Spending on prescription drugs and the unit price of those medications is high in the United States compared to other developed countries. Pharmacy benefit managers and other entities claim to provide intensive cost management, but given the continued relatively high spending rates, their effectiveness can be questioned. A report sponsored by the Pew Charitable Trusts suggests that looking at methods used in other countries may help the United States. (Pew Report) Six cost control methods are examined, including use of external benchmarking, which means looking at prices paid in other countries; internal benchmarking, which for drugs for which there are clinical equivalents, looks at the prices of those equivalents; value-based benchmarking, which ties price to outcomes; restrictions on off-label prescribing; payer-seller agreements, which reduce prices through various discounts, rebates, or volume caps; and coverage denial, in which a payer simply refuses to pay for a drug based on cost. While all of these undoubtedly do help reduce prices and spending in other countries; all those countries have a national health insurance and/or national health system; therefore they have much stronger bargaining leverage than do the more fractured payers in the United States.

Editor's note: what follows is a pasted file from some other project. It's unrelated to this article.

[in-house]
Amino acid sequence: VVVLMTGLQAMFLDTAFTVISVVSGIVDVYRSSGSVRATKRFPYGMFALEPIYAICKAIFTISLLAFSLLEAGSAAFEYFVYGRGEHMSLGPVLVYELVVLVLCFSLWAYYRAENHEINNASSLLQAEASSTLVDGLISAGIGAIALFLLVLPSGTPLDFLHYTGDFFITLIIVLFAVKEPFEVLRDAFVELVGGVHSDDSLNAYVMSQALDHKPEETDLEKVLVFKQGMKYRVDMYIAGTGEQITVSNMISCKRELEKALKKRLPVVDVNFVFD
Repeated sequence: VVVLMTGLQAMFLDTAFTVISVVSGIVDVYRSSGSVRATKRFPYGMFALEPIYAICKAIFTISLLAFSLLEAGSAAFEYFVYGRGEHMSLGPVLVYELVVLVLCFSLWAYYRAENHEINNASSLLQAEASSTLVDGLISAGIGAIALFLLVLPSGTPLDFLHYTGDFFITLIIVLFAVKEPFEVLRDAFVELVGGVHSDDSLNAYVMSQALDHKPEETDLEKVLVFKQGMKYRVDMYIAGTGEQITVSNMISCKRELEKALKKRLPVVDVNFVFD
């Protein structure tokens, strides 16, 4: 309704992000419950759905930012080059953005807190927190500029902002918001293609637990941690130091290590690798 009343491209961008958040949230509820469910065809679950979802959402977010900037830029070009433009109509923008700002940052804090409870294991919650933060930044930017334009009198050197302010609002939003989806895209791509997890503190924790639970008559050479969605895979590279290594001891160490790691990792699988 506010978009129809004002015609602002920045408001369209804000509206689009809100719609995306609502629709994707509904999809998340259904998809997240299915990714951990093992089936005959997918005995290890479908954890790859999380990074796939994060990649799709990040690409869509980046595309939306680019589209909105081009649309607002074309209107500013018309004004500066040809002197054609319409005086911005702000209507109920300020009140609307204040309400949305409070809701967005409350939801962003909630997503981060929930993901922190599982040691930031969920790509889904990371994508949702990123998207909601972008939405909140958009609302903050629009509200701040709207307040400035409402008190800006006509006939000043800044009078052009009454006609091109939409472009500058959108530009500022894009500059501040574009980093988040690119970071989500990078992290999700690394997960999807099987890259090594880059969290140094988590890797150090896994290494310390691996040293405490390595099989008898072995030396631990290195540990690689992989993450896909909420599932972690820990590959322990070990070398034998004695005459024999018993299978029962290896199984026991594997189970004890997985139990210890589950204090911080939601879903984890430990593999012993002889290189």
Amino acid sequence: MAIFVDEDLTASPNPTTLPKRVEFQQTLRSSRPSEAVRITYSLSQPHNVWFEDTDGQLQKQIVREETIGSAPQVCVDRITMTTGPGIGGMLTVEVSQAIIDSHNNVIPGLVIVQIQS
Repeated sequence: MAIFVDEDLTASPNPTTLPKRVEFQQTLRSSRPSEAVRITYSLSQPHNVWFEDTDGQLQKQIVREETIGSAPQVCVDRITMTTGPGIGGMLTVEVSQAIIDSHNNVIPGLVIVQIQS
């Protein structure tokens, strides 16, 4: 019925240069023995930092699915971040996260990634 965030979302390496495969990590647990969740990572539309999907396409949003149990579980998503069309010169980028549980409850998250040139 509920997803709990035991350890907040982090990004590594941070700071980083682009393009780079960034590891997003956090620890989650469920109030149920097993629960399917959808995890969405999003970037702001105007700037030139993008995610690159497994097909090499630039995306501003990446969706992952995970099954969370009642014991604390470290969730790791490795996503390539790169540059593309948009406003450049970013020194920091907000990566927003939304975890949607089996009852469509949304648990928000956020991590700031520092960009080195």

Political realities in the US also make it unlikely that some of these techniques could be used, particularly coverage denial. We already primarily use payer-seller agreements, whether direct or indirect through PBMs and other intermediaries. If there are clinical equivalents, the ability to use limited formularies does afford some bargaining power, although some regulators have constrained payers’ use of this power. To the extent drugs are being paid for by large public payers such as Medicare or Medicaid, their natural bargaining power is also often limited by political lobbying. When taxpayers are funding purchases, the most logical approach would be to demand full cost of goods from the manufacturers, including the clearly proven research and development costs related solely to each drug, and just put a margin on those costs, and a low margin at that. The other suggestion we have made before is limiting the power given by patent rights, by reducing patent length proportionally to the ratio of price to cost and to the rate of unit price increases. Manufacturers who want to charge high prices should face much more limited patent lives. The Pew report is interesting, but not realistic in light of the current environment in the United States.